The North felt that their “way of life” was threatened by the South and the South felt that their “way of life” was threatened by the North.

In the Constitution of the United States it very clearly says that the participant States have joined freely, implying that they are free to leave whenever they choose.

When South Carolina chose to leave, and together with a total of 13 States chose to create a new country, “The Confederate States of America“, President Lincoln refused to accept it.

Legal historians are in agreement about Lincoln being in breech of the Constitution when he refused to allow the States in question to leave the USA.

In any case, Northern troops were “occupying” part of the State of South Carolina, an island off the coast of Charleston named Fort Sumter.

When the North refused to withdraw their troops the South attacked and threw them out. The Civil War had begun.

On 1 January 1863, after the North had lost numerous battles against the Southern forces, the Emancipation Proclamation was issued by President Lincoln, freeing all slaves in the States in revolt. States that were not in revolt, such as Maryland, West Virginia and others, were allowed to keep their slaves.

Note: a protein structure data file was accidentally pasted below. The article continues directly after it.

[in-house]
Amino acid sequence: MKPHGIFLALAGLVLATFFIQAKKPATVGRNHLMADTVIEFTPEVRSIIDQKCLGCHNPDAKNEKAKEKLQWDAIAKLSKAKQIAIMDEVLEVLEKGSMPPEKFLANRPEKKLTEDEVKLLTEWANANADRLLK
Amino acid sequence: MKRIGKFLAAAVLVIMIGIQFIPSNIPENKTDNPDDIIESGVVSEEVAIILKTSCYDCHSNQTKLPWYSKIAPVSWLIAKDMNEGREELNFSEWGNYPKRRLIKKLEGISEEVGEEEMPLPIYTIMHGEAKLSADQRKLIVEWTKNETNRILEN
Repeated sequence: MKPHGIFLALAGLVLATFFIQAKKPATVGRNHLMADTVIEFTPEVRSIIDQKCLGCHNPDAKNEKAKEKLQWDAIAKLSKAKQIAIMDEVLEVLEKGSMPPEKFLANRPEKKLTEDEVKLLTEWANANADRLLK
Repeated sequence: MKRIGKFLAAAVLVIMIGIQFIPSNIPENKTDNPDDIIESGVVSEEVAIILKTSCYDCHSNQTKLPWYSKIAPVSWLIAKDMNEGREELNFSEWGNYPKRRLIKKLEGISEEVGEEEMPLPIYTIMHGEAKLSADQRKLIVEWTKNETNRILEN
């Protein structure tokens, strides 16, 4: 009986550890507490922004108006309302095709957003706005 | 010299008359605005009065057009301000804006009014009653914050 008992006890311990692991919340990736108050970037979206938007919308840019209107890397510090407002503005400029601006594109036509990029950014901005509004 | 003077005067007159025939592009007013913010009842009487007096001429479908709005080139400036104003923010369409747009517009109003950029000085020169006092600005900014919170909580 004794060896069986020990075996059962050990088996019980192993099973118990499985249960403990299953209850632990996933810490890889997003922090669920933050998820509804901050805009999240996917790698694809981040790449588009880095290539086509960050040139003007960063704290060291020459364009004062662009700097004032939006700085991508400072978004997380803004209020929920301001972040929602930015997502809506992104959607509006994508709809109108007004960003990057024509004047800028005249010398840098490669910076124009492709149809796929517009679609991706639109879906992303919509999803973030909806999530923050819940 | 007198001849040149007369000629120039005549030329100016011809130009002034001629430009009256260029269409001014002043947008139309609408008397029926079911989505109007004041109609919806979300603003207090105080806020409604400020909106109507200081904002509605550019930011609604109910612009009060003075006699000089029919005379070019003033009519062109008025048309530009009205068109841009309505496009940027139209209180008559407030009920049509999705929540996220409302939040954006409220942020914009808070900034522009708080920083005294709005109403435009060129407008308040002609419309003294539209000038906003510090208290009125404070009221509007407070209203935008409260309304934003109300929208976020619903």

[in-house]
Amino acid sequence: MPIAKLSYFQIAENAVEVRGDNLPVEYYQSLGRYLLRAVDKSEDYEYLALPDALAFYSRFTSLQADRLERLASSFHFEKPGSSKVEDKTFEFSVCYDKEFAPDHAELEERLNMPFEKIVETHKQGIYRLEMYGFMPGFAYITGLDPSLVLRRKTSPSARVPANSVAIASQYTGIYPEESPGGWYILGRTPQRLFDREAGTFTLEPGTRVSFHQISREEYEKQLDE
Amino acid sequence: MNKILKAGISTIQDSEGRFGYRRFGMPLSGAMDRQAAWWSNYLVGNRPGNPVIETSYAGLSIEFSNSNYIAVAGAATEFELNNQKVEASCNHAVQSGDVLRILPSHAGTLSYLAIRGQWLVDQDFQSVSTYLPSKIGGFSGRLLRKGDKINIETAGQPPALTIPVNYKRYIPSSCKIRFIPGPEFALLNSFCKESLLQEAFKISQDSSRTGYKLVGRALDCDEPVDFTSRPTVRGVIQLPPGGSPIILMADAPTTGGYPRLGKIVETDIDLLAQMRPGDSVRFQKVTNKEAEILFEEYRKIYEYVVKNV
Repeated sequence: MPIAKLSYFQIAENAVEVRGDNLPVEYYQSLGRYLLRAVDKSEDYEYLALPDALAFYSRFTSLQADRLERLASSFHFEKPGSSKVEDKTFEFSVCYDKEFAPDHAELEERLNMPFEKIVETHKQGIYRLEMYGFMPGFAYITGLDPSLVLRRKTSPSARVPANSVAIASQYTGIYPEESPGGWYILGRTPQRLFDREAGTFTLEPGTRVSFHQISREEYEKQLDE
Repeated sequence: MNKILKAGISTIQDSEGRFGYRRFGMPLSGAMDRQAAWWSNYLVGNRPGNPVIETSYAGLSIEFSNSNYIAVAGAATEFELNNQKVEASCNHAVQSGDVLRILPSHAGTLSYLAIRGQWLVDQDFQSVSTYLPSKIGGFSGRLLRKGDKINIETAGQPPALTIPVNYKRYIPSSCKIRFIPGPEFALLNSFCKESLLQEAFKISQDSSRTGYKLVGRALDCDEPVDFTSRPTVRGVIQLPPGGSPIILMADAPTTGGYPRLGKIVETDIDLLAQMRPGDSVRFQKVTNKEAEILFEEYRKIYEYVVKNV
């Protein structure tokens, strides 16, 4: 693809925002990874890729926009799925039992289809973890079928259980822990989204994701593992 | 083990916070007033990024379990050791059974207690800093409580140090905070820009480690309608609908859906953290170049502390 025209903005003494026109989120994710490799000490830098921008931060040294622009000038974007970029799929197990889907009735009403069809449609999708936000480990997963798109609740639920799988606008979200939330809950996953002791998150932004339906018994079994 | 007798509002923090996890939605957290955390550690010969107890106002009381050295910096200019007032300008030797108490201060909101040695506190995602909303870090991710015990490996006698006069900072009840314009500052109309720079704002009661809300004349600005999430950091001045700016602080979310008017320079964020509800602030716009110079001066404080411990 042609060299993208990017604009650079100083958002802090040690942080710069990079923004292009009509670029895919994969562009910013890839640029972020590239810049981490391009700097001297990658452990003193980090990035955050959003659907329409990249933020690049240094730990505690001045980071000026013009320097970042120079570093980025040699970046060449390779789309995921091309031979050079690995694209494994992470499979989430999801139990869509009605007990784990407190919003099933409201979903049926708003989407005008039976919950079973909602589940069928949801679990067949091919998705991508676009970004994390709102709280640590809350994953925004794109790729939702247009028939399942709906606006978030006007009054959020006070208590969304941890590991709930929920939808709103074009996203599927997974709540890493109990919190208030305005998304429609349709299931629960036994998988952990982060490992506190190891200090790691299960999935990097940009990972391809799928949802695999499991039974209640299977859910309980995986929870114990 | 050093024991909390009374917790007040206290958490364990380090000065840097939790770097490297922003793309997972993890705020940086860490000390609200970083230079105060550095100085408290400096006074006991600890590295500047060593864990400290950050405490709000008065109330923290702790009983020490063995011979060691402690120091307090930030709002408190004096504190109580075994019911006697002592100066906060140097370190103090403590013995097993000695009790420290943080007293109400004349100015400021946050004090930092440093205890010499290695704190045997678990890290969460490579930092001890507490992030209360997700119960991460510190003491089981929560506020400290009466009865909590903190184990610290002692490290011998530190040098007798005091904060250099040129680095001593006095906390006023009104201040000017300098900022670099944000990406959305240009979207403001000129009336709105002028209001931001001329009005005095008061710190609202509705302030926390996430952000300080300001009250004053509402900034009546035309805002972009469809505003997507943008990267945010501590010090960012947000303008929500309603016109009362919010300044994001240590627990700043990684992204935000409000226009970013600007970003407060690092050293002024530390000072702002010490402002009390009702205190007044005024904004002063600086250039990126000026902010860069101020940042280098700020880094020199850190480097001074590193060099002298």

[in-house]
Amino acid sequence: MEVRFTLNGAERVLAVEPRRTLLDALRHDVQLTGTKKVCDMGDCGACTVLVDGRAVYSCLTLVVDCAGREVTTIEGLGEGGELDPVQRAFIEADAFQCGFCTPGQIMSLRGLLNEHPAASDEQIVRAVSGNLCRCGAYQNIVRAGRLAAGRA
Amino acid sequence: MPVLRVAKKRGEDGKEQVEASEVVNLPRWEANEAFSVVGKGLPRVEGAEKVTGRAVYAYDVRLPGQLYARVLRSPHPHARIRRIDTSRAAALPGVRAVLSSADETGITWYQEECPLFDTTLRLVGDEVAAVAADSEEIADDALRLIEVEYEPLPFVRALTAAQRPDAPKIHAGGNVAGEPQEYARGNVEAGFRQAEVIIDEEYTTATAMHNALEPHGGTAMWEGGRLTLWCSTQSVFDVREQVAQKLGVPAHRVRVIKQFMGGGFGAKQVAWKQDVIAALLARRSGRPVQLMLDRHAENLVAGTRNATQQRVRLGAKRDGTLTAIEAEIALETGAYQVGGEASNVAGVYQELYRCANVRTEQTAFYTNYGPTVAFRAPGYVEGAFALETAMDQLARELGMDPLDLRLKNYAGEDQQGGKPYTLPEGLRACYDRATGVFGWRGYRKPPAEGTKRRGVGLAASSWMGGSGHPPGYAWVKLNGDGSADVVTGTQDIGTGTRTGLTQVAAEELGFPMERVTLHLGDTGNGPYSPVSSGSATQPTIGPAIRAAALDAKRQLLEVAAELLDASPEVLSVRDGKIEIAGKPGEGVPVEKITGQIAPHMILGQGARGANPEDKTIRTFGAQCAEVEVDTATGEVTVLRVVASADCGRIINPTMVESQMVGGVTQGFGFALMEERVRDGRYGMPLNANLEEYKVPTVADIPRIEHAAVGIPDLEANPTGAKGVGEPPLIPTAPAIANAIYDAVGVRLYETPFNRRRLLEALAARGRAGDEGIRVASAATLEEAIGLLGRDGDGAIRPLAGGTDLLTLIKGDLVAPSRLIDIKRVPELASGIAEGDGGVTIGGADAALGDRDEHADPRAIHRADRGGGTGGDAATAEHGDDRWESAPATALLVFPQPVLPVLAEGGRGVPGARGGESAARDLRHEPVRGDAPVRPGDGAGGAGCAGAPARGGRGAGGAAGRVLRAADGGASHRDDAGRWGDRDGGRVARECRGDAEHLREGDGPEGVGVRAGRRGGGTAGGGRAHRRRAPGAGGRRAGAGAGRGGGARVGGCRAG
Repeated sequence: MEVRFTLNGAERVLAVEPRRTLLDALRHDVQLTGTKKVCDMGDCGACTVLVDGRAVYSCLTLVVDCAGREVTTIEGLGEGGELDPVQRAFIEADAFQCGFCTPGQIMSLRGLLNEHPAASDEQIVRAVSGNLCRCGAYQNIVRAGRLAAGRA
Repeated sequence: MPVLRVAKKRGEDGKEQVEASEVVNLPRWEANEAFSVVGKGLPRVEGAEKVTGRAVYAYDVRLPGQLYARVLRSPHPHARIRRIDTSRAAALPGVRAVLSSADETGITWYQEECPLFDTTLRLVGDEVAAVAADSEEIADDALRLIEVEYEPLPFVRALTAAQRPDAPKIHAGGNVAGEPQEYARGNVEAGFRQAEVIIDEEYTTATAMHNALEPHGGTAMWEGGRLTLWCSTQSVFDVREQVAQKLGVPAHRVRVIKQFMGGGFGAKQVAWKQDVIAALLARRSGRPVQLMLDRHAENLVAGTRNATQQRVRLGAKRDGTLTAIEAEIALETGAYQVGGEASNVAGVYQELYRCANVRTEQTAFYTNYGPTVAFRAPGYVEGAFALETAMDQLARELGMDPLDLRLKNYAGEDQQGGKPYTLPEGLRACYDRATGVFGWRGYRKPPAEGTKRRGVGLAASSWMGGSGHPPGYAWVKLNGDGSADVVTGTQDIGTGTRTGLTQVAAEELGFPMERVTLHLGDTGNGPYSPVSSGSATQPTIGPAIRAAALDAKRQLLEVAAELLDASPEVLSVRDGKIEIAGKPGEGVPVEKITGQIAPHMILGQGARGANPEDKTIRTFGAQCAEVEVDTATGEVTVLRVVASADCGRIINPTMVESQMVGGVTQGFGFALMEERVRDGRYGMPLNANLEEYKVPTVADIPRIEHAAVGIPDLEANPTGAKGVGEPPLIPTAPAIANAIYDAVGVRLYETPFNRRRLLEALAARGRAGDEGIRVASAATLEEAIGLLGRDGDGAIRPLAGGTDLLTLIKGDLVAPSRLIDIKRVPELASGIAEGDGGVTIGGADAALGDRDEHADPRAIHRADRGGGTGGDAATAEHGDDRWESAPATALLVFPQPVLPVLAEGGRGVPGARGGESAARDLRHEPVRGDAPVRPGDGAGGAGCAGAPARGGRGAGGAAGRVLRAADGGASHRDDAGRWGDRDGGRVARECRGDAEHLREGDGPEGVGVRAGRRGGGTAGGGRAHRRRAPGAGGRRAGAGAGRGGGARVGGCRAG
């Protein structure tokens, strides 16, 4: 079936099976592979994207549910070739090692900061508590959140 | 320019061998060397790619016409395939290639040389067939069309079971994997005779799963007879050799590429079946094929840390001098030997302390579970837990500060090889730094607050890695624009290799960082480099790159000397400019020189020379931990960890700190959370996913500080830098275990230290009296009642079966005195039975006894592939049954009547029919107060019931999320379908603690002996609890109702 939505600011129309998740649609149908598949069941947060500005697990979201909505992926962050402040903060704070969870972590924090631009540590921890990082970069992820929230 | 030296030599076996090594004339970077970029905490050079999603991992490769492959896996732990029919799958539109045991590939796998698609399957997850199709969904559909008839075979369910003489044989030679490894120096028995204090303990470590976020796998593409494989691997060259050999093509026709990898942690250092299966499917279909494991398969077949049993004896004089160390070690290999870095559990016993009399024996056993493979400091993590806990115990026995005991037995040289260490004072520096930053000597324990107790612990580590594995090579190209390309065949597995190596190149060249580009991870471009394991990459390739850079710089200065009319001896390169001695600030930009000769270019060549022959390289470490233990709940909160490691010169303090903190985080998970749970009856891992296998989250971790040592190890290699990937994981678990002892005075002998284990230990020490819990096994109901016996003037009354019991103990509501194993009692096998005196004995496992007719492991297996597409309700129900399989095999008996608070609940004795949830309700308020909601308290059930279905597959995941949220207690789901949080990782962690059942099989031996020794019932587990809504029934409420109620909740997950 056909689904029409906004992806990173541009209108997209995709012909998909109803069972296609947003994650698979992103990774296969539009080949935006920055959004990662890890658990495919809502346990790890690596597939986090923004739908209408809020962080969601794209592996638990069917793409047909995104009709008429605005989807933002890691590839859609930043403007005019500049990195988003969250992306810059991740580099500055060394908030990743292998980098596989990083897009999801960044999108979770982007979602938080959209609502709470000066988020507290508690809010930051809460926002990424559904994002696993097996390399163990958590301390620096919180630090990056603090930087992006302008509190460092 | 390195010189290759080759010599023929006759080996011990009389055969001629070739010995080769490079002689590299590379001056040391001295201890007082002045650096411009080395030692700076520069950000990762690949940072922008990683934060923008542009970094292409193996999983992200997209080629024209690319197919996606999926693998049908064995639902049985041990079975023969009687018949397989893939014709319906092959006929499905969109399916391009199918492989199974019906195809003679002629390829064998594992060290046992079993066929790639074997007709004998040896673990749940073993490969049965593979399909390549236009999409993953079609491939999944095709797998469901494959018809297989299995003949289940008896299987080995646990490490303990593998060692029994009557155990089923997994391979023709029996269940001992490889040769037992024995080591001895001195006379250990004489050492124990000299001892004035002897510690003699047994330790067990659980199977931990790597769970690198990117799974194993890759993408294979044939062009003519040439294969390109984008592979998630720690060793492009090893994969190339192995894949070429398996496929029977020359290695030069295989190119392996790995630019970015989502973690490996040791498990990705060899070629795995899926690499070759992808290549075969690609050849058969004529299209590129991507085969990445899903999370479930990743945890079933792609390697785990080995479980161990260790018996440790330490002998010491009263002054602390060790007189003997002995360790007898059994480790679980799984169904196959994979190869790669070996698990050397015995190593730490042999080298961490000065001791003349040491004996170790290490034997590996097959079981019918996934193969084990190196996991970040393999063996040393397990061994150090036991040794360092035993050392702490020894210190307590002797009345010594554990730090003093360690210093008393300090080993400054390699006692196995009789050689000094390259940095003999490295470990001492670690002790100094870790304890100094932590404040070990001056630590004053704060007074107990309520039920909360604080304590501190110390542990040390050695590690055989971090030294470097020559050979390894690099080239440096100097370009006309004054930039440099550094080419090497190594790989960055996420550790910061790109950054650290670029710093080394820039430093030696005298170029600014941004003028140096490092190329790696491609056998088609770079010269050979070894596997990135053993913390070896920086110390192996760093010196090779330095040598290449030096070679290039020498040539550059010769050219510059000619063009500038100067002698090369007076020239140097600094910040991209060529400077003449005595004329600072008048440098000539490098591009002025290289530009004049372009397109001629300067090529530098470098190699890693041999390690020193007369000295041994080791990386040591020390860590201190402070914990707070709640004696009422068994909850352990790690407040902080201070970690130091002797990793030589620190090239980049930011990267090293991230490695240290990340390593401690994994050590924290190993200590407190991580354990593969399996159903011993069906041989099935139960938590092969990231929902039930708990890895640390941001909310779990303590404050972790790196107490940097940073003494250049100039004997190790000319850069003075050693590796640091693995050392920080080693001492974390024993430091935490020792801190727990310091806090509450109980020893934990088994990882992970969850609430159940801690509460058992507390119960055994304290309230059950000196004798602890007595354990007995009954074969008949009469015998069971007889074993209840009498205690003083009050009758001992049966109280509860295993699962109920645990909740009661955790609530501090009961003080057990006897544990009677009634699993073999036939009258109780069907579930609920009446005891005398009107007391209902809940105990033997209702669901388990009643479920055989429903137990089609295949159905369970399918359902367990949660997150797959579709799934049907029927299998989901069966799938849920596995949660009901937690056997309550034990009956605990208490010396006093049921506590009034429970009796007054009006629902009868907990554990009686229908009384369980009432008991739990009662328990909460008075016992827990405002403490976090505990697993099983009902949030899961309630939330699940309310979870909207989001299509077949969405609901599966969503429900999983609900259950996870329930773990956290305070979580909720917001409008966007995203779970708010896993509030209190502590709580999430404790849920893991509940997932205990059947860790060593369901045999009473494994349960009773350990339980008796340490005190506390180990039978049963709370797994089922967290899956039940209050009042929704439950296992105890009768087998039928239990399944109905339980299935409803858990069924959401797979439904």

The idea behind the freeing of slaves in the South was to encourage slave revolts behind enemy lines. It didn’t happen.

After the Civil War was over all slaves were freed in the entire USA, which was of course a good thing.

Between 1865 and 1877 the North occupied the South with military force. When they withdrew in 1877 they turned the political power over to the same people that they had fought against during the Civil War.

There is so much more to relate, however I promised the Short Version.